EWU students recently headed to Olympia for all kinds of important issues like promoting EWU Computer Science and securing funding for the new science building. I traveled to Washington’s capitol to attend the Big Tent Coalition Rally for Outdoor Recreation and advocate for more funding for The John Wayne Pioneer Trail, a cross-state trail that connects to Cheney and EWU.
The big white tent set up in front of the Washington State Capital was packed with banners, gear and all manner of people wearing bright ski coats, sharp business suits, and denim jackets and cowboy hats. The overcast sky had just opened up a torrent, so loud I leaned in to hear Governor Inslee address this odd assortment of outdoor enthusiasts and politicians.
In spite of the weather, his message came through loud and clear: The importance of Outdoor Recreation to Washington State is undeniable. A new study, the first of its kind in Washington, has determined the total economic impact of outdoor recreation equals $22.5 billion annually, with $1.5 billion of tax revenue and supporting 200,000 jobs.
Besides the major economic impact, getting outside is good for our health.
Gov. Inslee called on young people to go outside, to seek adventure off the beaten path. “Going outside is the single biggest health benefit to our young people,” he said. He emphasized that young people are the future leaders and caretakers of the environment. He backed this up by restarting the state’s “No Child Left Inside” program, which funds various independent groups that help youth get out of the cities and into the wilderness.
Next, legendary mountaineer Jim Whittaker took the stage. He was the first American to Summit Mt. Everest and is a co-founder of REI. In remarkable shape for 86, he bounded up to the stage and spoke eloquently about his experiences. He emphasized his belief that actively participating in preservation of our landscapes leads to a lifetime of profound experiences and lasting love and respect for the environment.
John Snyder also spoke. In December the Spokane City Councilman was appointed the state’s very first Adviser to the Governor on Outdoor Recreation. Snyder (pictured below) started the NW outdoor recreation magazine Out There Monthly. He is a fellow supporter of the John Wayne Pioneer Trail, the cross-state rail-trail.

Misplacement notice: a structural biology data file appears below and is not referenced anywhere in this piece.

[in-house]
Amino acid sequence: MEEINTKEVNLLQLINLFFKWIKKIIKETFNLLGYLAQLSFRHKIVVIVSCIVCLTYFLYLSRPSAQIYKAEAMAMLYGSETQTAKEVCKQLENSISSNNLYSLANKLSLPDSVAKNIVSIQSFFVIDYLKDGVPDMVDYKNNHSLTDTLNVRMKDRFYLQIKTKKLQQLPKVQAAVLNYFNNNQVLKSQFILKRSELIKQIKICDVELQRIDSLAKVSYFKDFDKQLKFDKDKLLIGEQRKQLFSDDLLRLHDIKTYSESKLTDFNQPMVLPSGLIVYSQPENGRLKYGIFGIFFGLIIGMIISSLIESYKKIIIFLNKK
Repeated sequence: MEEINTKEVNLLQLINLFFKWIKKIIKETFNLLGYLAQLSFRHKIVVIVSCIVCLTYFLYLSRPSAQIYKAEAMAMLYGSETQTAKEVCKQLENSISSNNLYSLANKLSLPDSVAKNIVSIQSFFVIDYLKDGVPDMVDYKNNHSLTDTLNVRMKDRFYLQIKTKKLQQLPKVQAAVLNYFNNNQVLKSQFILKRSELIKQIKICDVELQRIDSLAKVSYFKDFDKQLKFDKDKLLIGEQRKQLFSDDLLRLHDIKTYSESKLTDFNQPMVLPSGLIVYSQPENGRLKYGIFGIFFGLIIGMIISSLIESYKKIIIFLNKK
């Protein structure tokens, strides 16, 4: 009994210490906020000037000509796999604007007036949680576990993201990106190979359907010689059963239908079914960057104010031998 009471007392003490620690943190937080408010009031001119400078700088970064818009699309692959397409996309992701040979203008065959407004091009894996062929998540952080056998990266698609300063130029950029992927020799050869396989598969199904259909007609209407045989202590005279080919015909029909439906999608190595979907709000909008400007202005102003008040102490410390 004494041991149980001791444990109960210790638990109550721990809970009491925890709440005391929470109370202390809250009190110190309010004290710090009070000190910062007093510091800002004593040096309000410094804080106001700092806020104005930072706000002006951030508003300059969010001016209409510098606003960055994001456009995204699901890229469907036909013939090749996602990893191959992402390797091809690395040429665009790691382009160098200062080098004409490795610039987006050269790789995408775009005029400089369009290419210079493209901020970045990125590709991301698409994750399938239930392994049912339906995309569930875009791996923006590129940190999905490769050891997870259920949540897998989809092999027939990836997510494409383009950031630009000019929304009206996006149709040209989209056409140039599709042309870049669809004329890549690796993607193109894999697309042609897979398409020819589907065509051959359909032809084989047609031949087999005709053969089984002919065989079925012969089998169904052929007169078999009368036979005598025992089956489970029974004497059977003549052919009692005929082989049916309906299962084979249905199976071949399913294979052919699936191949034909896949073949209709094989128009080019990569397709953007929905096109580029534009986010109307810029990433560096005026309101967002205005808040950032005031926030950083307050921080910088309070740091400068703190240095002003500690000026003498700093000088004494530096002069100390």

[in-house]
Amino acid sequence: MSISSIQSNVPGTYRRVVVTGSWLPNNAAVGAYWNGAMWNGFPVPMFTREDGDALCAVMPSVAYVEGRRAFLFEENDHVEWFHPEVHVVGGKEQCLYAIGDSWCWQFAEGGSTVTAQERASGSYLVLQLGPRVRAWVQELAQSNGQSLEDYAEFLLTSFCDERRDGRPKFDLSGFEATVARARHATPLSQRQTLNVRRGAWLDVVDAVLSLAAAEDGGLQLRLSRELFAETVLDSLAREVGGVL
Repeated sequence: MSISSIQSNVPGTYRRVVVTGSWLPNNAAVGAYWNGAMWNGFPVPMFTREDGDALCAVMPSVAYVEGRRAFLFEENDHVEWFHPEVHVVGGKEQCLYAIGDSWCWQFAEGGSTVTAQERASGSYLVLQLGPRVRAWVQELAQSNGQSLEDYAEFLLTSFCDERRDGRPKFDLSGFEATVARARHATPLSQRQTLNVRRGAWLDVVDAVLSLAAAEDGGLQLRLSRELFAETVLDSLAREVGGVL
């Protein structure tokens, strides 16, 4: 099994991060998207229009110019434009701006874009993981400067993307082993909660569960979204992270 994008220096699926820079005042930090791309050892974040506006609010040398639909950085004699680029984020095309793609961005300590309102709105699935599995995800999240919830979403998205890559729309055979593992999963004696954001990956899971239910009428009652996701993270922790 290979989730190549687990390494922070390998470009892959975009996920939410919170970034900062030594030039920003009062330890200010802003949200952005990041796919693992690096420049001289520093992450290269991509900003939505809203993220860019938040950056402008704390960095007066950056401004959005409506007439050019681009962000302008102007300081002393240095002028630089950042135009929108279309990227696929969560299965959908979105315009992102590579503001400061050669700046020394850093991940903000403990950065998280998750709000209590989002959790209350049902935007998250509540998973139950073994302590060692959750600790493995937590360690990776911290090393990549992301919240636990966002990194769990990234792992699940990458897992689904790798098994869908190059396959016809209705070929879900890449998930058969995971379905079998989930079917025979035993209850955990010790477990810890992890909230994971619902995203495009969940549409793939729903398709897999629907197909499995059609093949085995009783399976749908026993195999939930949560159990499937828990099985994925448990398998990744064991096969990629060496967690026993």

I came to Olympia to learn more about the legislative process by promoting the public’s and elected official’s awareness of The John Wayne Pioneer Trail. This former railroad is now a trail that takes hikers, horse riders and cyclists 253 miles across Washington State from North Bend clear to the Idaho border. It is the longest rails-to-trails conversion in the country, and one of only two cross-state trail systems.
The John Wayne Trail connects to EWU via the Columbia Plateau Trail (aka the Fish Lake Trail). The potential is there for students to enjoy a weekend ride on the trail, camping along the way, or a day ride on the paved Fish Lake Trail that connects to Spokane (an easy, off road 1.5 hour bike ride).
Last August I biked the trail from North Bend to Spokane over the course of five days. It was an adventure that I will never forget. I was challenged both physically and mentally, and was amazed by the beauty of our state, especially the remote high desert of eastern Washington.
While it’s tempting to stay inside and play computer games or binge watch Netflix, mixing in screen-time with regular exercise and interaction with nature will actually help you do better in college. You will likely experience better grades, cure writer’s block, and just feel happier.
A 2015 Stanford study shows that people who “engage with nature” have less negative thoughts than those who spend time walking around in urban areas.